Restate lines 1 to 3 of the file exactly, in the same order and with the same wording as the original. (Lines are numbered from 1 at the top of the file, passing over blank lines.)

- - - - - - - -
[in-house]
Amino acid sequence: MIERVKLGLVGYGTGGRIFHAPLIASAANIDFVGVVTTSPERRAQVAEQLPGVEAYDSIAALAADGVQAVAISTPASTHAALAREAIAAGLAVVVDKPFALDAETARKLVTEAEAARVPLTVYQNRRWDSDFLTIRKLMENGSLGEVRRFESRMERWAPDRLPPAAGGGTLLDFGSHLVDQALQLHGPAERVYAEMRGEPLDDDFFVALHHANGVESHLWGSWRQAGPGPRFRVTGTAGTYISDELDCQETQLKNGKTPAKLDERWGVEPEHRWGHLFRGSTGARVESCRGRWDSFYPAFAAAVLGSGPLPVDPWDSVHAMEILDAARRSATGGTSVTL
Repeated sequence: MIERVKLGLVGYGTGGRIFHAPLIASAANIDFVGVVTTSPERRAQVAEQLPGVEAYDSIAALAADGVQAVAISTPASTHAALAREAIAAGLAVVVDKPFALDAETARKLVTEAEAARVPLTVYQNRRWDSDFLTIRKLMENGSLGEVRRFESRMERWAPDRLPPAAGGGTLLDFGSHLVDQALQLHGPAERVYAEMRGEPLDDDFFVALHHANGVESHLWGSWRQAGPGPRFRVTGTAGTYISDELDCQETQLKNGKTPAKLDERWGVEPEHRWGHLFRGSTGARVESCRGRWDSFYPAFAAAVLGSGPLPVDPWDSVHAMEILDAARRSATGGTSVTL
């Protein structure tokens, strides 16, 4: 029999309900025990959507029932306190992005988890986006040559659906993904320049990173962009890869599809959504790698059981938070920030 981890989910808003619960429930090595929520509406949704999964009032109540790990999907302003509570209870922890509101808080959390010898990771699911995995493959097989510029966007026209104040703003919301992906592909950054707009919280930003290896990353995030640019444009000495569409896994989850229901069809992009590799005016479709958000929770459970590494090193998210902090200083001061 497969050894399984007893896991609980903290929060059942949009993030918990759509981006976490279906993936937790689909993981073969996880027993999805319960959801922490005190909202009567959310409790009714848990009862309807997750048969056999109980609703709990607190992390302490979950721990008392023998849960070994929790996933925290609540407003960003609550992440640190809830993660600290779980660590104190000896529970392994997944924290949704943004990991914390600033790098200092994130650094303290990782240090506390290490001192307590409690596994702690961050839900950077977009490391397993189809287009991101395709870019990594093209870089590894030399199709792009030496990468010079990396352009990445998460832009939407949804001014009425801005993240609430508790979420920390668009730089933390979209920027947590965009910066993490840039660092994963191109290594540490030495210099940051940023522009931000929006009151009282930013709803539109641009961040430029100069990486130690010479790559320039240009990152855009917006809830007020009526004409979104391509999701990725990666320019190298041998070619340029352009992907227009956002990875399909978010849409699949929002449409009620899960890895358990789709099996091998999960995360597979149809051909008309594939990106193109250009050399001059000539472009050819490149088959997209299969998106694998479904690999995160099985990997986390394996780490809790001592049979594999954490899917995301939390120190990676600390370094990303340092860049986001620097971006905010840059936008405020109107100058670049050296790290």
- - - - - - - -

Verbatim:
[in-house]
Amino acid sequence: MIERVKLGLVGYGTGGRIFHAPLIASAANIDFVGVVTTSPERRAQVAEQLPGVEAYDSIAALAADGVQAVAISTPASTHAALAREAIAAGLAVVVDKPFALDAETARKLVTEAEAARVPLTVYQNRRWDSDFLTIRKLMENGSLGEVRRFESRMERWAPDRLPPAAGGGTLLDFGSHLVDQALQLHGPAERVYAEMRGEPLDDDFFVALHHANGVESHLWGSWRQAGPGPRFRVTGTAGTYISDELDCQETQLKNGKTPAKLDERWGVEPEHRWGHLFRGSTGARVESCRGRWDSFYPAFAAAVLGSGPLPVDPWDSVHAMEILDAARRSATGGTSVTL
Repeated sequence: MIERVKLGLVGYGTGGRIFHAPLIASAANIDFVGVVTTSPERRAQVAEQLPGVEAYDSIAALAADGVQAVAISTPASTHAALAREAIAAGLAVVVDKPFALDAETARKLVTEAEAARVPLTVYQNRRWDSDFLTIRKLMENGSLGEVRRFESRMERWAPDRLPPAAGGGTLLDFGSHLVDQALQLHGPAERVYAEMRGEPLDDDFFVALHHANGVESHLWGSWRQAGPGPRFRVTGTAGTYISDELDCQETQLKNGKTPAKLDERWGVEPEHRWGHLFRGSTGARVESCRGRWDSFYPAFAAAVLGSGPLPVDPWDSVHAMEILDAARRSATGGTSVTL